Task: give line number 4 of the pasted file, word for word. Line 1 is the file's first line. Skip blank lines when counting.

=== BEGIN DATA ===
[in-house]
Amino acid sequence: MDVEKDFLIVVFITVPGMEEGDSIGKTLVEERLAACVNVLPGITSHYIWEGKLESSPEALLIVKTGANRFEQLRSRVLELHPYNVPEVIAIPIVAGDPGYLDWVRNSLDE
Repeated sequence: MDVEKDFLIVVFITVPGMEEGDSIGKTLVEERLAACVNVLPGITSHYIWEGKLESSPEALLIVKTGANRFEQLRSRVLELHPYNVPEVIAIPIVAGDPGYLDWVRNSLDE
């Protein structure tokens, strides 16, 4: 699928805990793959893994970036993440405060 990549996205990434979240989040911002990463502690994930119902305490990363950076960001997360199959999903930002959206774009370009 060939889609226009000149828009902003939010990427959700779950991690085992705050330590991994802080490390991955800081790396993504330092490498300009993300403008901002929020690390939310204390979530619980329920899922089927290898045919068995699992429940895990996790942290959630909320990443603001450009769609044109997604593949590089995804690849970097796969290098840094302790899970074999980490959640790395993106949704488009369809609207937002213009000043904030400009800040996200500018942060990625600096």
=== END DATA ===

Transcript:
């Protein structure tokens, strides 16, 4: 699928805990793959893994970036993440405060 990549996205990434979240989040911002990463502690994930119902305490990363950076960001997360199959999903930002959206774009370009 060939889609226009000149828009902003939010990427959700779950991690085992705050330590991994802080490390991955800081790396993504330092490498300009993300403008901002929020690390939310204390979530619980329920899922089927290898045919068995699992429940895990996790942290959630909320990443603001450009769609044109997604593949590089995804690849970097796969290098840094302790899970074999980490959640790395993106949704488009369809609207937002213009000043904030400009800040996200500018942060990625600096």